Russia Meteor 2013: Damage cleanup continues

February 18, 2013 5:35:02 AM PST
Authorities in a Russian city say more than half of the acres of windows smashed in the city by an exploding meteor's shockwave have been replaced.

Friday's explosion, estimated to be equivalent to several atomic bombs, shattered glass in more than 4,000 buildings in Chelyabinsk and the surrounding region, leaving residents vulnerable in temperatures well below freezing.

About 1,200 people were injured, mostly by broken glass, with 40 still hospitalized Sunday, the ITAR-Tass news agency said, citing Emergency Ministry figures.

The Chelyabinsk city administration said in a Sunday statement that nearly 60 percent of the city's broken windows had been replaced.

Pieces of the meteor are believed to have fallen into an ice-covered lake about 80 kilometers (50 miles) outside the city, but no fragments have been reported found.

Researchers from the Urals Federal University, based in Yekaterinburg, have determined that the small stone-like pieces found near Lake Chebarkul in the Chelyabinsk region of Russia are pieces of the meteor. A total of 53 pieces were brought to the university for analysis, the largest of which measured a centimeter in diameter, while the smallest was about one millimeter. Researchers have determined that the composition of the stones is typical of meteorites.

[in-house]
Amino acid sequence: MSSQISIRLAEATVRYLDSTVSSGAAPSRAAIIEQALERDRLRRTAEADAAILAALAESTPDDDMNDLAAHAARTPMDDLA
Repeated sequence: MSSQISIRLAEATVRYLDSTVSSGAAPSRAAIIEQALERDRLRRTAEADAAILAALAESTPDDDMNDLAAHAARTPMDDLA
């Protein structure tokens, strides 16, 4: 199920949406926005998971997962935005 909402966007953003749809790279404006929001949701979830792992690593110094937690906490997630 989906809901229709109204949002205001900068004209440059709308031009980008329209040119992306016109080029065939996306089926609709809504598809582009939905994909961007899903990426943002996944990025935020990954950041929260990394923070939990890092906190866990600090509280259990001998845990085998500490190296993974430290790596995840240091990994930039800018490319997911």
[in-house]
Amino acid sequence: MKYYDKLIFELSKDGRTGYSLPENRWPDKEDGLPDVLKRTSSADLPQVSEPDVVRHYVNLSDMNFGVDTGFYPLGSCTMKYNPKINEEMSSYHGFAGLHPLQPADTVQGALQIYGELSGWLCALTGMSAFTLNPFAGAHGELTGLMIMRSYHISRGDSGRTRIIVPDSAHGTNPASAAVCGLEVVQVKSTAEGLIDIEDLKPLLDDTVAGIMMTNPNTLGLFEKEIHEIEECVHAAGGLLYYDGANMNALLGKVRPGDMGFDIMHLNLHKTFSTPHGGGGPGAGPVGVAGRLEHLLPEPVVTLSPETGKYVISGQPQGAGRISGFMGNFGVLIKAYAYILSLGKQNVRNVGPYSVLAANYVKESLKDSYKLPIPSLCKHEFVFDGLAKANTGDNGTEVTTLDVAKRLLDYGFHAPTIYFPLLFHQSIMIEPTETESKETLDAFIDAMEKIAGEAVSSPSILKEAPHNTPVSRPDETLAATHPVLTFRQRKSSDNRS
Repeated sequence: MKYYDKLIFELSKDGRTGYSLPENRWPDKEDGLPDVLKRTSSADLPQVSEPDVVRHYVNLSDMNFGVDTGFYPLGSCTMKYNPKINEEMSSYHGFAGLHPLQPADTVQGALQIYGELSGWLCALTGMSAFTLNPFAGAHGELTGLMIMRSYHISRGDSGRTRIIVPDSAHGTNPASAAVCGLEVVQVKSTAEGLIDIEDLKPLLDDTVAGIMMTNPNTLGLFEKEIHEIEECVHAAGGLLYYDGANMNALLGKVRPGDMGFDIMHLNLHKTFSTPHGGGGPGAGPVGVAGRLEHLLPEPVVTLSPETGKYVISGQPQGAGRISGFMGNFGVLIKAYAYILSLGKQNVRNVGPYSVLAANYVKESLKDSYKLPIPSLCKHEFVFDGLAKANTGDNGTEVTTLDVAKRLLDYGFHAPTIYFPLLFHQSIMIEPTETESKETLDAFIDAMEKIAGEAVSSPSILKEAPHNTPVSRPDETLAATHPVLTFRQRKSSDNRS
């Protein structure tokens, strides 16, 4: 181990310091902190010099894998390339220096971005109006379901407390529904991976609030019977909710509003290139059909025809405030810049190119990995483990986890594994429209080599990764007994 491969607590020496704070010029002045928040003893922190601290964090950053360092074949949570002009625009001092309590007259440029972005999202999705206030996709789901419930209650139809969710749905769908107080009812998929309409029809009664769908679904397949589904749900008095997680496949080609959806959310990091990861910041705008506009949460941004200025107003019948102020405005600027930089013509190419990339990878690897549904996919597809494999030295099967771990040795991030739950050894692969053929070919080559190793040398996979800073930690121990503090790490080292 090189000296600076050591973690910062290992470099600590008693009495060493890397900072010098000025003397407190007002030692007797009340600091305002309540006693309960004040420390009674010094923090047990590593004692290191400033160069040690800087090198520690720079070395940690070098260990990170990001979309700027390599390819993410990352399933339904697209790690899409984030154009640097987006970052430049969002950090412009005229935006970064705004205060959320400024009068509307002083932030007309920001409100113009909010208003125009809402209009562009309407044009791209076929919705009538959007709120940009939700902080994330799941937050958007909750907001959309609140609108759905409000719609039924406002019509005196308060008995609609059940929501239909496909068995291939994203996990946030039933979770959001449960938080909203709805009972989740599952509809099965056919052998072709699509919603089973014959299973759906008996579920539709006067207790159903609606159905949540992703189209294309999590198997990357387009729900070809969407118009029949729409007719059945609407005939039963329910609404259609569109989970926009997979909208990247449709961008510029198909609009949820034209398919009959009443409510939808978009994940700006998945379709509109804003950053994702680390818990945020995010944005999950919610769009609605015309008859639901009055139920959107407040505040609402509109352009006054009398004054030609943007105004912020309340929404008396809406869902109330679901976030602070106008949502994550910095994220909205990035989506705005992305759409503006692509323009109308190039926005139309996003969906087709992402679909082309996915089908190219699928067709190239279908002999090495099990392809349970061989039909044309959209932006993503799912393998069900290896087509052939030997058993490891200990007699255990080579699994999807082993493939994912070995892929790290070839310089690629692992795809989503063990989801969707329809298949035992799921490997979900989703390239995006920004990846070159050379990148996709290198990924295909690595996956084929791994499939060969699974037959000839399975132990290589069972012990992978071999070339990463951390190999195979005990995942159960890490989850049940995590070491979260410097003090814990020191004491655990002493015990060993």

More than 1,000 people were injured last Friday after a meteor streaked across the sky and exploded over Russia's Ural Mountains. Amateur video taken by a local resident, Sergey Hametov, showed smoke trail hanging in the sky followed by a loud crash and alarms going off. The video and information provided by Hametov were consistent with AP's own reporting of the event and with other videos depicting the same incident.

An Interior Ministry spokesman also said that about 600 square meters of a roof at a zinc factory had collapsed. There was no immediate clarification of whether the roof collapse was caused by meteorites or by a shockwave from one of the explosions. Meteors typically cause sizeable sonic booms when they enter the atmosphere because they are travelling much faster than the speed of sound. The meteor - estimated to weigh about 10 tons - entered the Earth's atmosphere at a hypersonic speed of at least 54,000 kph (33,000 mph) and shattered into pieces about 30 to 50 kilometres (18 to 32 miles) above the ground, the Russian Academy of Sciences said in a statement.

The astonishing Friday morning event blew out windows in more than 4,000 buildings in the region, mostly in Chelyabinsk Russian police and officials were stationed at a frozen reservoir outside the town of Chebarkul on Saturday morning, the suspected landing site for meteor fragments. According to officials, the fragments left an eight-meter (26-foot) crater in the ice.

Regional officials believe the damage from the explosion could cost as much as $33 million dollars to repair.

The Associated Press contributed to this report.